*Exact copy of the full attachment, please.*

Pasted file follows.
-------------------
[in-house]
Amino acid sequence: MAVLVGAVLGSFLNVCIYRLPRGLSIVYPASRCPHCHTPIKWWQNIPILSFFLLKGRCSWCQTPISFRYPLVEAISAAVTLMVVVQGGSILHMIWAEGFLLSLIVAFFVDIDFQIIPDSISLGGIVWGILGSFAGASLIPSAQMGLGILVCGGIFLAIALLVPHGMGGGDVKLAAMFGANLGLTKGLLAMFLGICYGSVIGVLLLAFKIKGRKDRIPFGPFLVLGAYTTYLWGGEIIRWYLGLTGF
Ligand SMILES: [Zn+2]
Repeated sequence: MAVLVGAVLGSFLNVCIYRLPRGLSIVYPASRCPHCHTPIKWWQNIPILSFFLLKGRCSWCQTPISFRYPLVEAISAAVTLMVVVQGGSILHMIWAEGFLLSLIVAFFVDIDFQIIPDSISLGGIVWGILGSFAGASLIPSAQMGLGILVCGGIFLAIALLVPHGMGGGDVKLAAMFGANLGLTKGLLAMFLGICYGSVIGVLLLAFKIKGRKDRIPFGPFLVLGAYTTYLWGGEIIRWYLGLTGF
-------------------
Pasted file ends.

[in-house]
Amino acid sequence: MAVLVGAVLGSFLNVCIYRLPRGLSIVYPASRCPHCHTPIKWWQNIPILSFFLLKGRCSWCQTPISFRYPLVEAISAAVTLMVVVQGGSILHMIWAEGFLLSLIVAFFVDIDFQIIPDSISLGGIVWGILGSFAGASLIPSAQMGLGILVCGGIFLAIALLVPHGMGGGDVKLAAMFGANLGLTKGLLAMFLGICYGSVIGVLLLAFKIKGRKDRIPFGPFLVLGAYTTYLWGGEIIRWYLGLTGF
Ligand SMILES: [Zn+2]
Repeated sequence: MAVLVGAVLGSFLNVCIYRLPRGLSIVYPASRCPHCHTPIKWWQNIPILSFFLLKGRCSWCQTPISFRYPLVEAISAAVTLMVVVQGGSILHMIWAEGFLLSLIVAFFVDIDFQIIPDSISLGGIVWGILGSFAGASLIPSAQMGLGILVCGGIFLAIALLVPHGMGGGDVKLAAMFGANLGLTKGLLAMFLGICYGSVIGVLLLAFKIKGRKDRIPFGPFLVLGAYTTYLWGGEIIRWYLGLTGF